Because of the challenges associated with the reprocessing and cleaning of duodenoscopes with fixed endcaps, the FDA is recommending that manufacturers of the device and health care facilities transition to duodenoscopes with disposable components.
“We recognize that a full transition away from conventional duodenoscopes to innovative models will take time and immediate transition is not possible for all health care facilities due to cost and market availability,” Jeff Shuren, MD, JD, director of the FDA’s Center for Devices and Radiological Health, said in a press release. “This is why we’re communicating with health care facilities now — so they can begin developing a transition plan to replace conventional duodenoscopes — and those facilities that are purchasing duodenoscopes with fixed endcaps can invest in the newer, innovative models.”
The agency issued the safety communication because post-market human factors studies — which the FDA previously required of each manufacturer of duodenoscopes — revealed that users were having difficultly following reprocessing instructions, which could lead to contamination.
Although the FDA is still working with manufacturers to revise these instructions, the agency believes that moving toward scopes with disposable components will be the best way to reduce risk for transmission of infections.
The FDA has plans to hold a General Hospital and Personal Use Devices Panel of the Medical Device Advisory Committee later this year to discuss the issues surrounding duodenoscope reprocessing, as well as the transition to newer designs for devices with disposable components.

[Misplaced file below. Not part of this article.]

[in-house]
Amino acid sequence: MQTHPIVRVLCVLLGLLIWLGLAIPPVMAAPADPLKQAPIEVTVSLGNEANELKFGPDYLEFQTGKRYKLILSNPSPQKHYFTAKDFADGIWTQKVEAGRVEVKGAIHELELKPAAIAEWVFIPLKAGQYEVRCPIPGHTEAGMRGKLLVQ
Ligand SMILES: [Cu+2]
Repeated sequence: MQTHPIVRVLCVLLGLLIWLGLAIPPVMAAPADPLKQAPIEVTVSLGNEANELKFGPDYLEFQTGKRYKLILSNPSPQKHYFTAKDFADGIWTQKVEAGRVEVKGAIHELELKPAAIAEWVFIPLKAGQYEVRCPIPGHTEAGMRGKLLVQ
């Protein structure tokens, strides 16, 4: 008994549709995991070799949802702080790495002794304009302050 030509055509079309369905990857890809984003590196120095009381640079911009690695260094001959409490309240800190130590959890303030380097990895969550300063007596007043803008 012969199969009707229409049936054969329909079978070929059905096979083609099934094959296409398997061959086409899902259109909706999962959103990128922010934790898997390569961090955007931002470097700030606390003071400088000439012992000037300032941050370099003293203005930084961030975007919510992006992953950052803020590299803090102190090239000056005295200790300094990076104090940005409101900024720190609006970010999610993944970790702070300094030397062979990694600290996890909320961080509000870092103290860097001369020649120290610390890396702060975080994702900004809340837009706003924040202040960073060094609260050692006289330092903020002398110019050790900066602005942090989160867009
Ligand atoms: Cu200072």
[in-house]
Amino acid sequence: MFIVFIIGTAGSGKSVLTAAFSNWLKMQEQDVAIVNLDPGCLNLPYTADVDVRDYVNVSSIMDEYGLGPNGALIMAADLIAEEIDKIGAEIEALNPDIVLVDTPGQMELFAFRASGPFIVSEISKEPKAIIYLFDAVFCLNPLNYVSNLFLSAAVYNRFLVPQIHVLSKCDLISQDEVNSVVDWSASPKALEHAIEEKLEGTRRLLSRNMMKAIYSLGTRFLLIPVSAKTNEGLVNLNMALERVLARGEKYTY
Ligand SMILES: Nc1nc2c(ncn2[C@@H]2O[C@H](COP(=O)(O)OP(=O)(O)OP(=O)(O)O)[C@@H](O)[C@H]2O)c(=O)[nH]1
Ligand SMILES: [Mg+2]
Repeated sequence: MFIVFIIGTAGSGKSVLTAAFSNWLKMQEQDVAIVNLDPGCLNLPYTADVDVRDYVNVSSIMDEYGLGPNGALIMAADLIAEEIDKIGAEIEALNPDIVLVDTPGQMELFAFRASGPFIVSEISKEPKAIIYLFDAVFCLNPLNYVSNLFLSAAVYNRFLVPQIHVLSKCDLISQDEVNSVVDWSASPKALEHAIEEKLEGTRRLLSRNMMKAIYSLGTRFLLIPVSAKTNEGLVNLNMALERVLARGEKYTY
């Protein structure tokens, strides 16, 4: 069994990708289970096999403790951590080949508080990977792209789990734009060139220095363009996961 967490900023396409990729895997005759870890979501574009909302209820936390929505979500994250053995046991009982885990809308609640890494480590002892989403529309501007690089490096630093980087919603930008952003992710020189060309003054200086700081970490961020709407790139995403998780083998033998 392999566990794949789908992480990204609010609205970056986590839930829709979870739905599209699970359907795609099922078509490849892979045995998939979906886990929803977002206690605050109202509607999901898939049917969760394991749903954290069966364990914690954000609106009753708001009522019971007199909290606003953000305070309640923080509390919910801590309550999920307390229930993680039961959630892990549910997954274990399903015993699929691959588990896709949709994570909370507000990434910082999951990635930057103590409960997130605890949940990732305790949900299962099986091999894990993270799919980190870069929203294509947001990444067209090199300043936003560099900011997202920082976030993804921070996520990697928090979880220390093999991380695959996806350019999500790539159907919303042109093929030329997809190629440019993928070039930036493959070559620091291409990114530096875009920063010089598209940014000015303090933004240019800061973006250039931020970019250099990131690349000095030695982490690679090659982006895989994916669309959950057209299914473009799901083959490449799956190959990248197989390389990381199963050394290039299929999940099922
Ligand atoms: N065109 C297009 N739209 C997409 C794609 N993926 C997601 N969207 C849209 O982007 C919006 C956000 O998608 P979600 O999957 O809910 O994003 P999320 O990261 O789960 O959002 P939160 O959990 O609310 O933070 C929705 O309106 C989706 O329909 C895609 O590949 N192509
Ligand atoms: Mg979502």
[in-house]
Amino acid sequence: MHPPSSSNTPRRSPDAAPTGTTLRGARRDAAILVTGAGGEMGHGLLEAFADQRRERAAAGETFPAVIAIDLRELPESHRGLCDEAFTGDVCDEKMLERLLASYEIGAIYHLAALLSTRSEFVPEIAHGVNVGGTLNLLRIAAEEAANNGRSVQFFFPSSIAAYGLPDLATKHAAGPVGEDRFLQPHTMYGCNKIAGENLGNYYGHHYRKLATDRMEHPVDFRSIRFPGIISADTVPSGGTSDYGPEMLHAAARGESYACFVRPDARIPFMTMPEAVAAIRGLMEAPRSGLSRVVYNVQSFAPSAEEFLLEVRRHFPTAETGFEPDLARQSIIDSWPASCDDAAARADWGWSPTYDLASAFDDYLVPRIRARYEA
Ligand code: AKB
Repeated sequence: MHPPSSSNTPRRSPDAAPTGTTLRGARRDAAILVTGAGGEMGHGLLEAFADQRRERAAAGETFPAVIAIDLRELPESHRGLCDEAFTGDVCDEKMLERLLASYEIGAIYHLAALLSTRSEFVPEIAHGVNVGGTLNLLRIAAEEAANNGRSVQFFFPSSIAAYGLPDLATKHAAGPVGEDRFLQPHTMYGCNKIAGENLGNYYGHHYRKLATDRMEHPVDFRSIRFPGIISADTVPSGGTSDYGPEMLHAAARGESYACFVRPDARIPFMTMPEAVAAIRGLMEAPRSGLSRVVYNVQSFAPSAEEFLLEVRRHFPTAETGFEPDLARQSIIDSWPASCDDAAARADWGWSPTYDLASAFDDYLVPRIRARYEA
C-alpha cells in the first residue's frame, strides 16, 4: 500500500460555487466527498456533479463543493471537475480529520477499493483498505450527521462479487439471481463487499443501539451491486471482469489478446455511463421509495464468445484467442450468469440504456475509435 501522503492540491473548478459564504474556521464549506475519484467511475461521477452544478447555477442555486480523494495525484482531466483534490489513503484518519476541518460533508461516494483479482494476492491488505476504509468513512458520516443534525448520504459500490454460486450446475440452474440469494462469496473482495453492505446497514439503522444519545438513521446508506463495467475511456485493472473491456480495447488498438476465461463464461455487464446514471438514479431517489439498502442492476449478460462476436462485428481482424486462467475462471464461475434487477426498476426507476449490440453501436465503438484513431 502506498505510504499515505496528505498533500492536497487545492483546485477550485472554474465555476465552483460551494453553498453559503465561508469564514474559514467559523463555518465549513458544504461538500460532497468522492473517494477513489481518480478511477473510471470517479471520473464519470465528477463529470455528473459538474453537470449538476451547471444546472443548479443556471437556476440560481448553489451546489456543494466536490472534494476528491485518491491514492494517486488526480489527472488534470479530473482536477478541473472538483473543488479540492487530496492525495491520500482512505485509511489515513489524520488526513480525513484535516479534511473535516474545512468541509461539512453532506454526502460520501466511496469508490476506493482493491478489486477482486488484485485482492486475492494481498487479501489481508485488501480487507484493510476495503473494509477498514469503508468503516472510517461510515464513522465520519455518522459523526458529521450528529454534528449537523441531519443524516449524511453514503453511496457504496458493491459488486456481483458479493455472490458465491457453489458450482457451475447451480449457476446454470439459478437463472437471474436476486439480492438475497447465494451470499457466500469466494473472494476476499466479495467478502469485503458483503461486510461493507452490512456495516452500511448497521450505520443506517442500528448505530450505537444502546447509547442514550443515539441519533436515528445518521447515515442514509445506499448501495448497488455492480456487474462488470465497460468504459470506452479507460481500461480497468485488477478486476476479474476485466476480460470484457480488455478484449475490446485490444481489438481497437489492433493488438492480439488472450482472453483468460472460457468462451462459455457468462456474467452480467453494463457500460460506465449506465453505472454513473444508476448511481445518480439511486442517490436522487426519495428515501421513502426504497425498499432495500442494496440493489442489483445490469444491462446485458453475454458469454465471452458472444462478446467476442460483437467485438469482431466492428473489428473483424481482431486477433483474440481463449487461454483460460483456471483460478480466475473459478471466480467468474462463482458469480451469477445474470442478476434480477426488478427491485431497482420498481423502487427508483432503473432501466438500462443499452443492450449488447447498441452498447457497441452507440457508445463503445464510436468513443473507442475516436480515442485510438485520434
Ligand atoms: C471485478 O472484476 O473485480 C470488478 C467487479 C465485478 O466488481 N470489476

“Today we’re also announcing additional actions we’ve taken to advance continued efforts to help assure the safety of patients undergoing procedures with duodenoscopes, including FDA ordering new post-market surveillance studies on duodenoscopes with disposable endcaps, requesting the inclusion of real-world contamination rates in duodenoscope labeling and issuing letters to manufacturers of certain test strips used to assess duodenoscope cleanliness that have not been through proper FDA premarket review,” Shuren said in the release. “These actions announced today are part of our robust, ongoing effort to gather information on the effectiveness of duodenoscope reprocessing to prevent between-patient contamination.”